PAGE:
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No. of Recommendations: 3
By the way, I consider "low PE" to be less than about 10-15, not 15-23. Historically over the past 20-30 years stocks have been averaging about 20-25 for PE's (depending on who crunches the numbers).

I still don't understand where you get this number. Could you provide a reference? One major issue is that the last 20-30 years include a very large bull market that persistently showed very high P/E ratios that will skew this number upwards. I think you have to take a much longer historical view to include at least the bear market preceding it to get a useful average.

The long term P/E averages I've seen are generally calculated to be around 14. There are many sources for this. In this article, see the first chart, from Vitaliy Katsenelson, who is pretty good at getting his facts right: http://www.frontlinethoughts.com/printarticle.asp?id=mwo0808... (you may need to type in your email but can use a fake one if you want). He gets 15.2.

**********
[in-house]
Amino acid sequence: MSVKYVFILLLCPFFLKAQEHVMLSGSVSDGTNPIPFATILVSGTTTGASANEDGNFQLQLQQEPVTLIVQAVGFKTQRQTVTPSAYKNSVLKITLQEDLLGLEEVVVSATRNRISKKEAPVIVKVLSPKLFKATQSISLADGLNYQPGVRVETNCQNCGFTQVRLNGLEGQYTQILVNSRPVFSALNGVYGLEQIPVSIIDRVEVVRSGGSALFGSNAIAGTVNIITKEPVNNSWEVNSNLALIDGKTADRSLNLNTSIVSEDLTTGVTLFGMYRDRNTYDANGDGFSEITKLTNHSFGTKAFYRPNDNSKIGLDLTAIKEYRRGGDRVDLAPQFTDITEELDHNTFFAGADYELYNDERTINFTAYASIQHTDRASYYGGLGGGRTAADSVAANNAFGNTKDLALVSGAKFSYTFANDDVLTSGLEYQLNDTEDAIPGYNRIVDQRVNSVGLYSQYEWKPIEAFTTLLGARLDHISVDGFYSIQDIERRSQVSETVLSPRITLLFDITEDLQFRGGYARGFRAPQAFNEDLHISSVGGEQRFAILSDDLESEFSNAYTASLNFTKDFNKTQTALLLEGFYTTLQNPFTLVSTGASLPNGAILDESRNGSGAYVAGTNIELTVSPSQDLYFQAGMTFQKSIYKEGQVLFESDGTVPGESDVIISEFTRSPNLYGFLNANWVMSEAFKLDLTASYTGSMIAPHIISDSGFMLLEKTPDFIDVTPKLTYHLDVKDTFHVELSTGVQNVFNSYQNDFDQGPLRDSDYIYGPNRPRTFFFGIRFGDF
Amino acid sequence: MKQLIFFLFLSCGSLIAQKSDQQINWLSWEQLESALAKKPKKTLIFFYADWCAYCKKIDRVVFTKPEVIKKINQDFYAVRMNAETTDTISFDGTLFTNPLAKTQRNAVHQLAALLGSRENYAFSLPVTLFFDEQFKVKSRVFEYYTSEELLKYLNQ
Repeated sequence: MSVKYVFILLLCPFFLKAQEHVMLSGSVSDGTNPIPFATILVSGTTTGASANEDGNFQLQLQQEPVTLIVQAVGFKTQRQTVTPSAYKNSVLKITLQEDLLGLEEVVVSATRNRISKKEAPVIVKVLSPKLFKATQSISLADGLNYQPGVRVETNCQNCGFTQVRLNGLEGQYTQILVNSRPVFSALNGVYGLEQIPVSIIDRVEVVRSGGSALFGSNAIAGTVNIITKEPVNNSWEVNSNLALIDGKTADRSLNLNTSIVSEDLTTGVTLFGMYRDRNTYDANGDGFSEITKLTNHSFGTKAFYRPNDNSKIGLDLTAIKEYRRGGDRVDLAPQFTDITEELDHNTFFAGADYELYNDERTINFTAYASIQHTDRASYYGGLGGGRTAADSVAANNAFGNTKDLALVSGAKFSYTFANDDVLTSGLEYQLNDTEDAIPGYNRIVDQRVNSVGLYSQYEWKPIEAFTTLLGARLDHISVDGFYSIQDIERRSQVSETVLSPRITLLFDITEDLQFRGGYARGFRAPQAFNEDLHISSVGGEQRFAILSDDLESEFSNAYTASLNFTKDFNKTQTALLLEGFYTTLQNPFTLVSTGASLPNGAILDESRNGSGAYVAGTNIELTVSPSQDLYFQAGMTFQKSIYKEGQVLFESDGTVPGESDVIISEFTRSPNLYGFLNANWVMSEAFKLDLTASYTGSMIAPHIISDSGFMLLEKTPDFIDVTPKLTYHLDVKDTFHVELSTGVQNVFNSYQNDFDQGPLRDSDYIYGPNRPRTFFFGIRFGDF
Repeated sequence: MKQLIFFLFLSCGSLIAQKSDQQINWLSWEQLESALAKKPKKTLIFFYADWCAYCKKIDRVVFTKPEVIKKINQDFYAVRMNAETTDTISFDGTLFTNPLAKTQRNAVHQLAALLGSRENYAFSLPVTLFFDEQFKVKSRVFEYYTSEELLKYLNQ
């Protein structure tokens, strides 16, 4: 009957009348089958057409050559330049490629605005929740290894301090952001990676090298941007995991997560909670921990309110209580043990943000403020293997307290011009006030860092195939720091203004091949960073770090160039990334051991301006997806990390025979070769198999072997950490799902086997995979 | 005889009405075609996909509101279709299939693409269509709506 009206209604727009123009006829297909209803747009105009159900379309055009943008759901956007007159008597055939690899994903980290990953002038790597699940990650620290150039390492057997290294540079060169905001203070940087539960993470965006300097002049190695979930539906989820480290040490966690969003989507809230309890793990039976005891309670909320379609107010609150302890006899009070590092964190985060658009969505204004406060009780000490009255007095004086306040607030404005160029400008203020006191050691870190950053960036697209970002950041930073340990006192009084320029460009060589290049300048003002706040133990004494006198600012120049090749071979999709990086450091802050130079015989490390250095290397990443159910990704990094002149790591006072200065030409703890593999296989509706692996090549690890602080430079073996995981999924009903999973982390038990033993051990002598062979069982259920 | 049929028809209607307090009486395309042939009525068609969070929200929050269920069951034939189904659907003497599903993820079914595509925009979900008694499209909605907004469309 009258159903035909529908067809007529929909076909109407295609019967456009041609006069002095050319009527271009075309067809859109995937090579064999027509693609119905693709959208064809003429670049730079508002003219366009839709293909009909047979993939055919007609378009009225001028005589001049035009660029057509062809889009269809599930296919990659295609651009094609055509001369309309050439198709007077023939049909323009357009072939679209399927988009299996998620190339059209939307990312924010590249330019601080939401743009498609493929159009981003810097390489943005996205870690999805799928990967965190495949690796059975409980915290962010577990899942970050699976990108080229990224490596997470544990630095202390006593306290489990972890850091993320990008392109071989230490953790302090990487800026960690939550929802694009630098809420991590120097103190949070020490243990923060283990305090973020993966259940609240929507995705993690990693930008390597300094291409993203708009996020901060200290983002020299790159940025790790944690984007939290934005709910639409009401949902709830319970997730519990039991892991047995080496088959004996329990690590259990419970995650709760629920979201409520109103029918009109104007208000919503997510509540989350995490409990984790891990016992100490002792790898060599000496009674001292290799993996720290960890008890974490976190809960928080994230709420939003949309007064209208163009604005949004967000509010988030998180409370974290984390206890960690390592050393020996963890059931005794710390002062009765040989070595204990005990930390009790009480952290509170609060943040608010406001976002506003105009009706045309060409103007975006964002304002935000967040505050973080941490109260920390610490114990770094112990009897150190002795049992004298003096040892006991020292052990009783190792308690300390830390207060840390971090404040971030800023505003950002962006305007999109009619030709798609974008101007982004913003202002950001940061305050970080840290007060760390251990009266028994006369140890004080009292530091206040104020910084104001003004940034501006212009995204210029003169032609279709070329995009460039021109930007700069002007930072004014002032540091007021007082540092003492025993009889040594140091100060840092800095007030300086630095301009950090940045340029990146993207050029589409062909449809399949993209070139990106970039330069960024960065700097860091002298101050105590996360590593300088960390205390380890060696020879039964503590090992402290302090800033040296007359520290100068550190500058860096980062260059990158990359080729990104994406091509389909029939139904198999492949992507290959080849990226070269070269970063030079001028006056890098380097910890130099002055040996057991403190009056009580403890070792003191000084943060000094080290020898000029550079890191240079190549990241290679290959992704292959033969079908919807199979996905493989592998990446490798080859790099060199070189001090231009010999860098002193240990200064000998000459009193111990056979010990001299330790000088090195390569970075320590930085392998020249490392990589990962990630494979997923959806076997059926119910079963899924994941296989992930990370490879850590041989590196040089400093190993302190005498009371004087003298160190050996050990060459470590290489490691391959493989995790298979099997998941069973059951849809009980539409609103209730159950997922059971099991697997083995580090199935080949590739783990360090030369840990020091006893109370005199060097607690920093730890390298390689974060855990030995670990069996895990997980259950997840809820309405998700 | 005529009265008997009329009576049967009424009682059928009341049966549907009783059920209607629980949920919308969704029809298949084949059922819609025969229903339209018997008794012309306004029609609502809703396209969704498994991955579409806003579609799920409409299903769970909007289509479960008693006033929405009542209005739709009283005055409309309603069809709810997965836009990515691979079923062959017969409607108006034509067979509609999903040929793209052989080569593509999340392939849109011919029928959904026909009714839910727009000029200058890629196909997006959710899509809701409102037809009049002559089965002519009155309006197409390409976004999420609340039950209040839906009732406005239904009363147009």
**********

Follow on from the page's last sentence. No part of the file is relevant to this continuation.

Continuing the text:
Low P/E, historically, is around 8-10 for an entire average like S&P 500. In 1982 the S&P 500's P/E was 7.3. For an excellent source on this, see Crestmont Research's outstanding Stock Market Matrix (http://www.crestmontresearch.com/content/Matrix%20Options.ht... ). Crestmont gets a long-term P/E average of around 14.

That's a big difference vs. 20-25. And especially it implies that P/Es in the low teens range (13, 14, ...) are *average*, not low. Caveat emptor.

-Mike
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